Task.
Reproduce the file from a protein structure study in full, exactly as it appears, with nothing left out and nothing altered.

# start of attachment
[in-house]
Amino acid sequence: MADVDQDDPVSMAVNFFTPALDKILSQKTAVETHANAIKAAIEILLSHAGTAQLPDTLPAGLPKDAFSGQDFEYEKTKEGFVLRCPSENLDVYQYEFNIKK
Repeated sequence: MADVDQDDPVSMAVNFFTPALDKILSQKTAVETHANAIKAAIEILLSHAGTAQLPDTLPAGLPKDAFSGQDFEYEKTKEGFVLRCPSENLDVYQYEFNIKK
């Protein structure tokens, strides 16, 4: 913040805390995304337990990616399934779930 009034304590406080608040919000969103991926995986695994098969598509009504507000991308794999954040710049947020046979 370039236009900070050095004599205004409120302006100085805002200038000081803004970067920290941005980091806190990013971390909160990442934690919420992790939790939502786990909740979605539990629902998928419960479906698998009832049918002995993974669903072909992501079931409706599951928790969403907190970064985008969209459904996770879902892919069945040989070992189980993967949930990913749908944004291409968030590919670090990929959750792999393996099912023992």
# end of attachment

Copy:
[in-house]
Amino acid sequence: MADVDQDDPVSMAVNFFTPALDKILSQKTAVETHANAIKAAIEILLSHAGTAQLPDTLPAGLPKDAFSGQDFEYEKTKEGFVLRCPSENLDVYQYEFNIKK
Repeated sequence: MADVDQDDPVSMAVNFFTPALDKILSQKTAVETHANAIKAAIEILLSHAGTAQLPDTLPAGLPKDAFSGQDFEYEKTKEGFVLRCPSENLDVYQYEFNIKK
């Protein structure tokens, strides 16, 4: 913040805390995304337990990616399934779930 009034304590406080608040919000969103991926995986695994098969598509009504507000991308794999954040710049947020046979 370039236009900070050095004599205004409120302006100085805002200038000081803004970067920290941005980091806190990013971390909160990442934690919420992790939790939502786990909740979605539990629902998928419960479906698998009832049918002995993974669903072909992501079931409706599951928790969403907190970064985008969209459904996770879902892919069945040989070992189980993967949930990913749908944004291409968030590919670090990929959750792999393996099912023992």